It’s all over the blogosphere and I must say, this is one of those trends I love! (unlike wedge sneakers). Along with neon pink I’ve had a soft spot for ombre garments ever since I was little and pretended to be a fashion designer. Seriously, the amounts of pink and rainbow-coloured ombre dresses I drew are insane.
The result isn’t much of a classic ombre. To me it’s some sort of landscape study in pink (woah, this makes the duvet cover sound very arty all of a sudden!).
Then there’s this tie-dye feeling because the paint clearly didn’t reach every bit of the fabric. These shapes look like weird tree-with-moss-nature-things to me. It’s more of an experimental ombre meets tie-dye duvet cover now!
I guess I’ll file this experiment under serendipity. It may not be the result I was aiming for, but I kind of like the result in it’s own weird pink-xtc-trip-way.
Since this isn’t your typical DIY tutorial, I won’t tell you what to do. But here are a few things I’ve learned while doing this:
- If you want to paint a piece of fabric this large, you need a big container to hold both dye and fabric. I used an empty (and clean!) garbage can, but it clearly wasn’t big enough as the dye couldn’t reach every nook and cranny due to the folds in the fabric. I think a bathtub would be your best bet.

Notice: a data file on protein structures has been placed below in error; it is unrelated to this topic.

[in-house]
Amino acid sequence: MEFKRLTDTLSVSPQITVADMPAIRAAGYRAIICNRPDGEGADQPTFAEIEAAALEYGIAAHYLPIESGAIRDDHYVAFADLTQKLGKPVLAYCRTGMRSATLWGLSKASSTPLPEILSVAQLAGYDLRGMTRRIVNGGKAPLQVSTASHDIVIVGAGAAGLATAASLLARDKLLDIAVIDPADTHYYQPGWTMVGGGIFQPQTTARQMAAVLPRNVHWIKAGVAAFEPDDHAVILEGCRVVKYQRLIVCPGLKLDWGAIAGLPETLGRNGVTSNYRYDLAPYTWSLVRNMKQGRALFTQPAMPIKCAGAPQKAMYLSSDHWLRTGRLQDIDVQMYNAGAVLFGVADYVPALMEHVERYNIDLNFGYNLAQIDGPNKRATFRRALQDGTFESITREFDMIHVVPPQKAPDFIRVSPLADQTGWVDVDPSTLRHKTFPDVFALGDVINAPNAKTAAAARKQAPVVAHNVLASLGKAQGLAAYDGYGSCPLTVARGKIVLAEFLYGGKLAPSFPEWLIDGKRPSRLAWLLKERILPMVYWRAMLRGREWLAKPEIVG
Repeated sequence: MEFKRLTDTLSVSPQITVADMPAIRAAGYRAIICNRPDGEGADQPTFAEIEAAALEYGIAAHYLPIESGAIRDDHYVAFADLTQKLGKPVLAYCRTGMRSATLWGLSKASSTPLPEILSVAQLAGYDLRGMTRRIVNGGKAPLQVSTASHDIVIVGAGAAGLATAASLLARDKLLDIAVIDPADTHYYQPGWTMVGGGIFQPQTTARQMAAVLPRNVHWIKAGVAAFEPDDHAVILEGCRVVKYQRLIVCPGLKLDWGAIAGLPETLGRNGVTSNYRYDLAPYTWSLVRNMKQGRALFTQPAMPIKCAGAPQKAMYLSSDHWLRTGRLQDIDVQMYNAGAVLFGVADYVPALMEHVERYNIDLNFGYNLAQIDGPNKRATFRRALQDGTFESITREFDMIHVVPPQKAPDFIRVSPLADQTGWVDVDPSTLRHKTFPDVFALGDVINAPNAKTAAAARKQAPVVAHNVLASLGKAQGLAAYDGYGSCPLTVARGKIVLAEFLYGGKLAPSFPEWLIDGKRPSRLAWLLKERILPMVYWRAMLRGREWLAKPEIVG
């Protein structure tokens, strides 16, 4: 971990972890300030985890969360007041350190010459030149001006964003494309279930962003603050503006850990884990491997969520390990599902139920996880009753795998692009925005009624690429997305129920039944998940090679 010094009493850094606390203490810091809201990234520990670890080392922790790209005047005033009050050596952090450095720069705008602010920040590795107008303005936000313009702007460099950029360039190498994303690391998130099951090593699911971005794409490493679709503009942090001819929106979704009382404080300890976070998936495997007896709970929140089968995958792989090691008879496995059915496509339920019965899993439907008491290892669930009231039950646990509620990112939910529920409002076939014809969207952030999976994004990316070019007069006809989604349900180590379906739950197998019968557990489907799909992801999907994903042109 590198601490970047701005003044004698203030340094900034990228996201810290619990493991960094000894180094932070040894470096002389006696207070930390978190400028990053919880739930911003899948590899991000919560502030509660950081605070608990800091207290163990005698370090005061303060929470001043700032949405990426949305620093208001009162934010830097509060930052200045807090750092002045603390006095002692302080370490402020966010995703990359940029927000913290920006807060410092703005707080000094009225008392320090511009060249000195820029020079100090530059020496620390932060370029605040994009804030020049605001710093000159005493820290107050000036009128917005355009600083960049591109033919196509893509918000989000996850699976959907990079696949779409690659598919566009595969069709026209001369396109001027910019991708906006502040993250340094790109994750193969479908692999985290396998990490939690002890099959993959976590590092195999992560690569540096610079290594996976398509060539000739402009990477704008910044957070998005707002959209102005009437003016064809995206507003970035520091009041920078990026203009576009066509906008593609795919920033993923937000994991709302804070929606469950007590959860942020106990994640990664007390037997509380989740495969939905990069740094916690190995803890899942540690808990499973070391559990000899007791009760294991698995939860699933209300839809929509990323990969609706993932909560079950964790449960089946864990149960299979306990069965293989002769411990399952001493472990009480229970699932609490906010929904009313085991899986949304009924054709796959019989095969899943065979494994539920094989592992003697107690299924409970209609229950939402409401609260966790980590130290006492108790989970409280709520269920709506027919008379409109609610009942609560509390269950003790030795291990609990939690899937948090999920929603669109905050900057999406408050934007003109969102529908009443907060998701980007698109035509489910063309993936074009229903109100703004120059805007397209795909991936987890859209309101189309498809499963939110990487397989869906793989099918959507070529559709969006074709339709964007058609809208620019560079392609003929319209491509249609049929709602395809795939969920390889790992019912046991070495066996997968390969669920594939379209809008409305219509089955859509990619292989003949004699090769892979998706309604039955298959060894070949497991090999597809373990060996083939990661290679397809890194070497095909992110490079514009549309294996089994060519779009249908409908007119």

- Don’t listen too much to the instructions on the package, Technically the amount of dye I used wasn’t enough for the amount of fabric, but it was more then enough really. You only need the indicated amount for dark shades of the color you select.
- You have to figure out your own time schedule for painting an ombre, I did the bottom first and left it in the paint for the amount of time indicated on the package. The second part of the fabric I dipped for only half the time of the first round and so on.
- Don’t put it in the washing machine! This sounds stupid I know, but here’s what happened to me: originally, I wanted to top of the dovet cover to be white, so I didn’t dip it in the dye. The instructions said to let the fabric dry and then rinse it out manually. So after drying, I rinsed it from top to bottom in the shower as to make sure there wouldn’t be any pink on my white half. Then I let it dry again. According to the instructions, I would now be able to wash the duvet cover in the washing machine. So I did, there obviously was some paint left in the fabric because my top half was pink within minutes! I have no idea how to solve this problem, maybe more rinsing?
So, that’s my two cents regarding DIY ombre projects. Hopefully my pearls of wisdom will come in handy when you try it yourself! Good luck and let me know how it turns out…